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Notice the new red Keybushings (center) have also been replaced. Many times, piano keytops have been replaced without replacing the worn keybushings. I believe that is like repainting a nice car without repairing the body underneath the new paint. The end result is not only to "look good", but most important, it is the TOTAL FEEL that a finished job results in!
After the keys have the keytop surface restored or replaced...the keydip and the keys need to be leveled. This includes white and black keys.
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Hopefully, this topic on keys may help you appreciate the significance of how they not only look but especially the feel of them. Several of you have emailed with questions on specific considerations on your pianos. We are always glad to hear from you. We may not be able to service your piano in a distant location to us, but we always enjoy helping you through those important decisions to your piano.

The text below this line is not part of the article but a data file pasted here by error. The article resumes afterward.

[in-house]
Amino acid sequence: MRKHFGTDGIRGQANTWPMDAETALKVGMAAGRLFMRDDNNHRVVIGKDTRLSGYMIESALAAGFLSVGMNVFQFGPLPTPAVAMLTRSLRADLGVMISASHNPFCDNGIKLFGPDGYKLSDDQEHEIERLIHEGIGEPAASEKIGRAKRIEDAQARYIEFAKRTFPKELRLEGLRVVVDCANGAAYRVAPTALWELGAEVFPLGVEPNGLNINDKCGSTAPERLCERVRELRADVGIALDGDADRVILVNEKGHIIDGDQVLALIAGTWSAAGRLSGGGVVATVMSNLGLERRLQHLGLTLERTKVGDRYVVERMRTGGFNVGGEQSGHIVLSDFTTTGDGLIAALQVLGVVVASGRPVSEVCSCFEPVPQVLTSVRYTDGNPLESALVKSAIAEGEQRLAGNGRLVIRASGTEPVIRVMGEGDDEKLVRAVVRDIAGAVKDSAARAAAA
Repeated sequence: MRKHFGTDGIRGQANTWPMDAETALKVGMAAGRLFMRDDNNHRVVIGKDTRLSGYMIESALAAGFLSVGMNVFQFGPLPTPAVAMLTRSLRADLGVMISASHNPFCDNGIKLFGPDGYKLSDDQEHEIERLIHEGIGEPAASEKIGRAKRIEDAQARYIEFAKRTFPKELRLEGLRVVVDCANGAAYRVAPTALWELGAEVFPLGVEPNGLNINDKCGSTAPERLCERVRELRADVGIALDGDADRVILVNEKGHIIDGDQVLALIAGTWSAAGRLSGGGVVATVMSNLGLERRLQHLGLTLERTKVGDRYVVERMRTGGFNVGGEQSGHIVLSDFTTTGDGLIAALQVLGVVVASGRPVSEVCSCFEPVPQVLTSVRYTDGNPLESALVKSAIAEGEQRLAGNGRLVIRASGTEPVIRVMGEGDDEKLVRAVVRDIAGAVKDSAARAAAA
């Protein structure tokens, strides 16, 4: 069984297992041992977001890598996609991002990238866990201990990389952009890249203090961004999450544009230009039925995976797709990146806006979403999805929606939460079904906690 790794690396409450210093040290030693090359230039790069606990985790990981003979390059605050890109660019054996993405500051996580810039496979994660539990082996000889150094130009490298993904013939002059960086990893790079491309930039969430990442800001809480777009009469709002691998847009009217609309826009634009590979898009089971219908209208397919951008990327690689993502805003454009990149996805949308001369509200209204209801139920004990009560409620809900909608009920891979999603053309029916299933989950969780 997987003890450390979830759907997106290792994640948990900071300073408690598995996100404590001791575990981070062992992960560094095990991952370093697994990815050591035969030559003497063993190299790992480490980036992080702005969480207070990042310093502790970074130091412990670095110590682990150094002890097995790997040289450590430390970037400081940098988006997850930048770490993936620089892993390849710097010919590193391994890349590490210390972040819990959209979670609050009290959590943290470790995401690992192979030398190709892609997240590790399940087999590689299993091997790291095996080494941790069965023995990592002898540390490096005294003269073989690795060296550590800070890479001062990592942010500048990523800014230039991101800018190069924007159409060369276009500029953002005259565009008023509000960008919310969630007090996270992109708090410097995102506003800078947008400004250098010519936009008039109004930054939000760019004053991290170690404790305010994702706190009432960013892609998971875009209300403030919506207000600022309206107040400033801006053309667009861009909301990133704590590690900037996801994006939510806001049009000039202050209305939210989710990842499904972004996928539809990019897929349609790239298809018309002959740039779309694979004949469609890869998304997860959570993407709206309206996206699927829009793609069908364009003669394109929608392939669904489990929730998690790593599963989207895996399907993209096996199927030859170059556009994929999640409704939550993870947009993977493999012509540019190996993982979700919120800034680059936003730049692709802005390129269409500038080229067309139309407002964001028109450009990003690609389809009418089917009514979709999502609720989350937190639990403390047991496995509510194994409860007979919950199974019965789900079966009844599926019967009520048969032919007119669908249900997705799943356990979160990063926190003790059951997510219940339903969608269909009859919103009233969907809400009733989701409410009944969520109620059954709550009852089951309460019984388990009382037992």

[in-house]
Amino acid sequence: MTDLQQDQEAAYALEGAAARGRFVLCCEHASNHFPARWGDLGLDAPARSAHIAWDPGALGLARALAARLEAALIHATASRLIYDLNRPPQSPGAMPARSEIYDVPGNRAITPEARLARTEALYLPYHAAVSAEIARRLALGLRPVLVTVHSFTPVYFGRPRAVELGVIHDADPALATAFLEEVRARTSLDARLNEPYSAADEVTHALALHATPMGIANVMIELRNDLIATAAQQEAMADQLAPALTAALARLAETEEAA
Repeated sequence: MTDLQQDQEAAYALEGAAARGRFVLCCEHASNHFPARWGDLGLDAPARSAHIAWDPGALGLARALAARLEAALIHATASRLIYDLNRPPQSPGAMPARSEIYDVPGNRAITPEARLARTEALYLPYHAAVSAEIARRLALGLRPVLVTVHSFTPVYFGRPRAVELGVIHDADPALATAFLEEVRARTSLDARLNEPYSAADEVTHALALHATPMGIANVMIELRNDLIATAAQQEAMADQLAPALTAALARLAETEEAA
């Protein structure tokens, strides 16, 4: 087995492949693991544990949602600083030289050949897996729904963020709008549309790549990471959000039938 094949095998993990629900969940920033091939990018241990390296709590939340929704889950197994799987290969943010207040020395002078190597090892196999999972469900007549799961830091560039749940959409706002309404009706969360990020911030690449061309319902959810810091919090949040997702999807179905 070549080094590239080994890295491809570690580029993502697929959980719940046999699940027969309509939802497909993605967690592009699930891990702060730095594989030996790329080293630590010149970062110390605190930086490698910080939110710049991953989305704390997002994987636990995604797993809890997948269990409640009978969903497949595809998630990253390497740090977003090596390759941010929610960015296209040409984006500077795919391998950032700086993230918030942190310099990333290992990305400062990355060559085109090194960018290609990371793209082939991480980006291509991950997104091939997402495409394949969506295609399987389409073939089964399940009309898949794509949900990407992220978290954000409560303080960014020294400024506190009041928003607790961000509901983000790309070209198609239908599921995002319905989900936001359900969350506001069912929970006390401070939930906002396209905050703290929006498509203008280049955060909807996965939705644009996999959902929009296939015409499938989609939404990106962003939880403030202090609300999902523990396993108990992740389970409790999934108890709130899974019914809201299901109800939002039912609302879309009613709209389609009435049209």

There are many skilled piano technicians all over this wide world! I hope that in the next few months these technicians may help you appreciate their devotion and love to the art of restoration of the quality instruments. A first-class restoration adds value and years of pleasure to your musical experience.

Key Issues

In the previous issue you might have noticed that occasionally the keys are in good condition and yet the key bushings are being replaced. The quality and tolerances of some piano manufacturers becomes evident after a few years of use. Sometimes the piano may have many things in good condition, and yet, the quality of felt used in the keybushings becomes obvious.